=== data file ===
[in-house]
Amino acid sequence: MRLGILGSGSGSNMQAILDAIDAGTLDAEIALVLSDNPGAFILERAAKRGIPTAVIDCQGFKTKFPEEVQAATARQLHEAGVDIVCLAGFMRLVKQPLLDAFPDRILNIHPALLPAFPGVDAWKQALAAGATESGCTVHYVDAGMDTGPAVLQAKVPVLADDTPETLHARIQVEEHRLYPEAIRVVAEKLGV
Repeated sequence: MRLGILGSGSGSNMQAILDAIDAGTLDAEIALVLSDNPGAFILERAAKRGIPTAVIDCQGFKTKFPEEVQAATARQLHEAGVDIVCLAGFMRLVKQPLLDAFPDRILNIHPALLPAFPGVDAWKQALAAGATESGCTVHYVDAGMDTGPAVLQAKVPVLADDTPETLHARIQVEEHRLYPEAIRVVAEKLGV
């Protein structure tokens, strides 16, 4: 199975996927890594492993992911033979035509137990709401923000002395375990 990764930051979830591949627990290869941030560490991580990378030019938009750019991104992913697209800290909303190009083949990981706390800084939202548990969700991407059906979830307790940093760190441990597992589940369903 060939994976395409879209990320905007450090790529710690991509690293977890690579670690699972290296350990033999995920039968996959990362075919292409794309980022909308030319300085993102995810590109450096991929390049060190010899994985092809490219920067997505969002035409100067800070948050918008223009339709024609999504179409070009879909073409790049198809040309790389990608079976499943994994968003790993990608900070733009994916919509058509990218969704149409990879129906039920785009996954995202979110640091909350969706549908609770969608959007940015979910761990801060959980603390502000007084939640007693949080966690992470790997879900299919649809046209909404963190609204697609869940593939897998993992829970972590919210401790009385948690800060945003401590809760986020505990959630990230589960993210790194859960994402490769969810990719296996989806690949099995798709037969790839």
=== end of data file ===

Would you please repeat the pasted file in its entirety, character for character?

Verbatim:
[in-house]
Amino acid sequence: MRLGILGSGSGSNMQAILDAIDAGTLDAEIALVLSDNPGAFILERAAKRGIPTAVIDCQGFKTKFPEEVQAATARQLHEAGVDIVCLAGFMRLVKQPLLDAFPDRILNIHPALLPAFPGVDAWKQALAAGATESGCTVHYVDAGMDTGPAVLQAKVPVLADDTPETLHARIQVEEHRLYPEAIRVVAEKLGV
Repeated sequence: MRLGILGSGSGSNMQAILDAIDAGTLDAEIALVLSDNPGAFILERAAKRGIPTAVIDCQGFKTKFPEEVQAATARQLHEAGVDIVCLAGFMRLVKQPLLDAFPDRILNIHPALLPAFPGVDAWKQALAAGATESGCTVHYVDAGMDTGPAVLQAKVPVLADDTPETLHARIQVEEHRLYPEAIRVVAEKLGV
């Protein structure tokens, strides 16, 4: 199975996927890594492993992911033979035509137990709401923000002395375990 990764930051979830591949627990290869941030560490991580990378030019938009750019991104992913697209800290909303190009083949990981706390800084939202548990969700991407059906979830307790940093760190441990597992589940369903 060939994976395409879209990320905007450090790529710690991509690293977890690579670690699972290296350990033999995920039968996959990362075919292409794309980022909308030319300085993102995810590109450096991929390049060190010899994985092809490219920067997505969002035409100067800070948050918008223009339709024609999504179409070009879909073409790049198809040309790389990608079976499943994994968003790993990608900070733009994916919509058509990218969704149409990879129906039920785009996954995202979110640091909350969706549908609770969608959007940015979910761990801060959980603390502000007084939640007693949080966690992470790997879900299919649809046209909404963190609204697609869940593939897998993992829970972590919210401790009385948690800060945003401590809760986020505990959630990230589960993210790194859960994402490769969810990719296996989806690949099995798709037969790839």